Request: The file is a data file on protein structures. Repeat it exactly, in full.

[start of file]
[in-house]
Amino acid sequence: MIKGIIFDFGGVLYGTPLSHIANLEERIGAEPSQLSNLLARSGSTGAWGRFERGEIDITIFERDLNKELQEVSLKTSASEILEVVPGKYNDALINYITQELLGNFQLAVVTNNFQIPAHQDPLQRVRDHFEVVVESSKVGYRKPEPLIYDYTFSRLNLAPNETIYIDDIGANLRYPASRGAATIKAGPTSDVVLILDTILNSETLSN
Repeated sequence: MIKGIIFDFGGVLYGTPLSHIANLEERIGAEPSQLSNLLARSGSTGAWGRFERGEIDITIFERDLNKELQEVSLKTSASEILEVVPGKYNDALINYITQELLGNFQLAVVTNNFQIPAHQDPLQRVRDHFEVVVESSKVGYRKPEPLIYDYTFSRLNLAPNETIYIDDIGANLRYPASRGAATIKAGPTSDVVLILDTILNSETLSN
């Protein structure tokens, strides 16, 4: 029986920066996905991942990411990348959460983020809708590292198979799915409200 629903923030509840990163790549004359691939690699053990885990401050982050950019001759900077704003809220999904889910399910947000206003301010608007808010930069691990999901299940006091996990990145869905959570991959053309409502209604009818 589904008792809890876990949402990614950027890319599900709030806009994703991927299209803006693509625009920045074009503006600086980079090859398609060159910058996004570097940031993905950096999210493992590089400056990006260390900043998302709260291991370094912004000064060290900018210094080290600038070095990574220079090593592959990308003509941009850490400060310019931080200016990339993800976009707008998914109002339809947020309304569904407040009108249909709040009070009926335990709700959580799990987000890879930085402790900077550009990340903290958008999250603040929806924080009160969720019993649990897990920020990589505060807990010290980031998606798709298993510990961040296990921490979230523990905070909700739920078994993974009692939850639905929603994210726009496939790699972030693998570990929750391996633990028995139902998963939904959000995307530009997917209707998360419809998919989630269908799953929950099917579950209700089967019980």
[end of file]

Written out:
[in-house]
Amino acid sequence: MIKGIIFDFGGVLYGTPLSHIANLEERIGAEPSQLSNLLARSGSTGAWGRFERGEIDITIFERDLNKELQEVSLKTSASEILEVVPGKYNDALINYITQELLGNFQLAVVTNNFQIPAHQDPLQRVRDHFEVVVESSKVGYRKPEPLIYDYTFSRLNLAPNETIYIDDIGANLRYPASRGAATIKAGPTSDVVLILDTILNSETLSN
Repeated sequence: MIKGIIFDFGGVLYGTPLSHIANLEERIGAEPSQLSNLLARSGSTGAWGRFERGEIDITIFERDLNKELQEVSLKTSASEILEVVPGKYNDALINYITQELLGNFQLAVVTNNFQIPAHQDPLQRVRDHFEVVVESSKVGYRKPEPLIYDYTFSRLNLAPNETIYIDDIGANLRYPASRGAATIKAGPTSDVVLILDTILNSETLSN
């Protein structure tokens, strides 16, 4: 029986920066996905991942990411990348959460983020809708590292198979799915409200 629903923030509840990163790549004359691939690699053990885990401050982050950019001759900077704003809220999904889910399910947000206003301010608007808010930069691990999901299940006091996990990145869905959570991959053309409502209604009818 589904008792809890876990949402990614950027890319599900709030806009994703991927299209803006693509625009920045074009503006600086980079090859398609060159910058996004570097940031993905950096999210493992590089400056990006260390900043998302709260291991370094912004000064060290900018210094080290600038070095990574220079090593592959990308003509941009850490400060310019931080200016990339993800976009707008998914109002339809947020309304569904407040009108249909709040009070009926335990709700959580799990987000890879930085402790900077550009990340903290958008999250603040929806924080009160969720019993649990897990920020990589505060807990010290980031998606798709298993510990961040296990921490979230523990905070909700739920078994993974009692939850639905929603994210726009496939790699972030693998570990929750391996633990028995139902998963939904959000995307530009997917209707998360419809998919989630269908799953929950099917579950209700089967019980």